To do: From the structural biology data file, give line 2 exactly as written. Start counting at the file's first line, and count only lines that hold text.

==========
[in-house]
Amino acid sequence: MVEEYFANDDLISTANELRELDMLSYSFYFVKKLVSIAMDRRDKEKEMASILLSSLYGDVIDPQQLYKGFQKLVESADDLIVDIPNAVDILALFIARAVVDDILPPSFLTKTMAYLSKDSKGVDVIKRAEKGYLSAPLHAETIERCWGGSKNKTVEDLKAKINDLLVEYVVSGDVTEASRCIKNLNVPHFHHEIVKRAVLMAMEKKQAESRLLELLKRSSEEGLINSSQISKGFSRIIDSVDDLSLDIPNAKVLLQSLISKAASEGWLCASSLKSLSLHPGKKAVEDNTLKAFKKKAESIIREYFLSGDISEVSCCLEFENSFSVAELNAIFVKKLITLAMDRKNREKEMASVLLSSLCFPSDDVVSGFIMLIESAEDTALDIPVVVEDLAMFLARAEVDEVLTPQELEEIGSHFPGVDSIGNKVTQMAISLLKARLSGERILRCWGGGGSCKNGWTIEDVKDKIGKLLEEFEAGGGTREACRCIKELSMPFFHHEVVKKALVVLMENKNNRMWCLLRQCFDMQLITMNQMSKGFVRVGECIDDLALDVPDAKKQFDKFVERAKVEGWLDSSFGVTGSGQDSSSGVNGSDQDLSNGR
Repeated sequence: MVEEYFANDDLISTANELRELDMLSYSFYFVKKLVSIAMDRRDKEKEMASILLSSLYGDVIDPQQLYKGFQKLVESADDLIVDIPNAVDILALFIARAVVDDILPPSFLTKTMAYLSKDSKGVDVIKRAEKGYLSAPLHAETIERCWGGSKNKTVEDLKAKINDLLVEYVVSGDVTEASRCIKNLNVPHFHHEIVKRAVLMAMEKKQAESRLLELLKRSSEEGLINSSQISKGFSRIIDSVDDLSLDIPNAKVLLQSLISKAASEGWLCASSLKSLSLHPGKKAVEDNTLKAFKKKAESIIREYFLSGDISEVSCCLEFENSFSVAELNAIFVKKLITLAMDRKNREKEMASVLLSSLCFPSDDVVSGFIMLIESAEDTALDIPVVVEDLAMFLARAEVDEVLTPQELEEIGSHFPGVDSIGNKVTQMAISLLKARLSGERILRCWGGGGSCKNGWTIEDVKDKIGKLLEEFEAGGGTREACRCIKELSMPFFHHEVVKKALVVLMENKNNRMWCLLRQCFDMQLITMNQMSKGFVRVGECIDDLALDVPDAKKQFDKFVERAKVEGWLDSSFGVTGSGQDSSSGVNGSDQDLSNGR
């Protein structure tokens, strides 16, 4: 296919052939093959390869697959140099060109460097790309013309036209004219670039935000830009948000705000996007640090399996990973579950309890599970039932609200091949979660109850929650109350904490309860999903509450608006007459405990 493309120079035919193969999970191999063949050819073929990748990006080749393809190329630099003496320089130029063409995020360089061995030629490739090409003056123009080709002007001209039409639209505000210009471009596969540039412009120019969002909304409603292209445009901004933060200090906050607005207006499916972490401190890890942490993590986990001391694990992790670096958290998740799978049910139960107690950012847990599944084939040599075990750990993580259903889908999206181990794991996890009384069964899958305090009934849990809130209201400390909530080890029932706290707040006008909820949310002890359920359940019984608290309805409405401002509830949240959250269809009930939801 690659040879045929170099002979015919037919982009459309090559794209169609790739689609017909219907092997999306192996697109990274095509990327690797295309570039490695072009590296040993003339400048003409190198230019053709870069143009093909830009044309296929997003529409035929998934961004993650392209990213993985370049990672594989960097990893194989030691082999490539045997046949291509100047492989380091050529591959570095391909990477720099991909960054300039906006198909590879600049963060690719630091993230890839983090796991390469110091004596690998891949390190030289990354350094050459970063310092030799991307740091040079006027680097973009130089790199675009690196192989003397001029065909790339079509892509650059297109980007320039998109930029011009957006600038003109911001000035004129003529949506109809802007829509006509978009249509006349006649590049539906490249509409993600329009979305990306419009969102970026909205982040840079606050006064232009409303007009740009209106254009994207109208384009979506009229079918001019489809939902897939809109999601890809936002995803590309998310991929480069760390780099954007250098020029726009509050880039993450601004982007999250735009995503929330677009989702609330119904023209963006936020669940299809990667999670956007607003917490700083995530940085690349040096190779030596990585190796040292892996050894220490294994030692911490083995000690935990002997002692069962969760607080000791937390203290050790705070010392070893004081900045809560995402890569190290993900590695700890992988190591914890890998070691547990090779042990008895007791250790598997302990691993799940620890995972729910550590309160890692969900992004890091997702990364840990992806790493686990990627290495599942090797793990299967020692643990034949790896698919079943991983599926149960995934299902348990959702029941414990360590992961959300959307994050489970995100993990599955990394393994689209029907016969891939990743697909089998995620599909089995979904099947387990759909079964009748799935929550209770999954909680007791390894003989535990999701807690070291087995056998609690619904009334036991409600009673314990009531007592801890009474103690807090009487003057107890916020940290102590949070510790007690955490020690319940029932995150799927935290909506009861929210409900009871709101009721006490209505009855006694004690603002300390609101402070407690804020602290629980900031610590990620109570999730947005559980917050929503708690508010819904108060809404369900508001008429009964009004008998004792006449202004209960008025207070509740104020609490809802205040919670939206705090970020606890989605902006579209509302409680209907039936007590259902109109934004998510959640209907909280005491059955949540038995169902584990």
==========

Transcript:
Amino acid sequence: MVEEYFANDDLISTANELRELDMLSYSFYFVKKLVSIAMDRRDKEKEMASILLSSLYGDVIDPQQLYKGFQKLVESADDLIVDIPNAVDILALFIARAVVDDILPPSFLTKTMAYLSKDSKGVDVIKRAEKGYLSAPLHAETIERCWGGSKNKTVEDLKAKINDLLVEYVVSGDVTEASRCIKNLNVPHFHHEIVKRAVLMAMEKKQAESRLLELLKRSSEEGLINSSQISKGFSRIIDSVDDLSLDIPNAKVLLQSLISKAASEGWLCASSLKSLSLHPGKKAVEDNTLKAFKKKAESIIREYFLSGDISEVSCCLEFENSFSVAELNAIFVKKLITLAMDRKNREKEMASVLLSSLCFPSDDVVSGFIMLIESAEDTALDIPVVVEDLAMFLARAEVDEVLTPQELEEIGSHFPGVDSIGNKVTQMAISLLKARLSGERILRCWGGGGSCKNGWTIEDVKDKIGKLLEEFEAGGGTREACRCIKELSMPFFHHEVVKKALVVLMENKNNRMWCLLRQCFDMQLITMNQMSKGFVRVGECIDDLALDVPDAKKQFDKFVERAKVEGWLDSSFGVTGSGQDSSSGVNGSDQDLSNGR